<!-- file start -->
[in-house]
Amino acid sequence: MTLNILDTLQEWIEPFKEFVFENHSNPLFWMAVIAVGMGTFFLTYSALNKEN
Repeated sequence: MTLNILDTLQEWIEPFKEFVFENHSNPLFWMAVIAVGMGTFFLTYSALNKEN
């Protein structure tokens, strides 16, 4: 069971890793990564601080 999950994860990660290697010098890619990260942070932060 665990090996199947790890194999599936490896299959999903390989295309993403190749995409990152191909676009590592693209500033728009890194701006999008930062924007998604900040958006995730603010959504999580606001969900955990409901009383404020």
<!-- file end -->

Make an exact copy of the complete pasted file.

[in-house]
Amino acid sequence: MTLNILDTLQEWIEPFKEFVFENHSNPLFWMAVIAVGMGTFFLTYSALNKEN
Repeated sequence: MTLNILDTLQEWIEPFKEFVFENHSNPLFWMAVIAVGMGTFFLTYSALNKEN
């Protein structure tokens, strides 16, 4: 069971890793990564601080 999950994860990660290697010098890619990260942070932060 665990090996199947790890194999599936490896299959999903390989295309993403190749995409990152191909676009590592693209500033728009890194701006999008930062924007998604900040958006995730603010959504999580606001969900955990409901009383404020």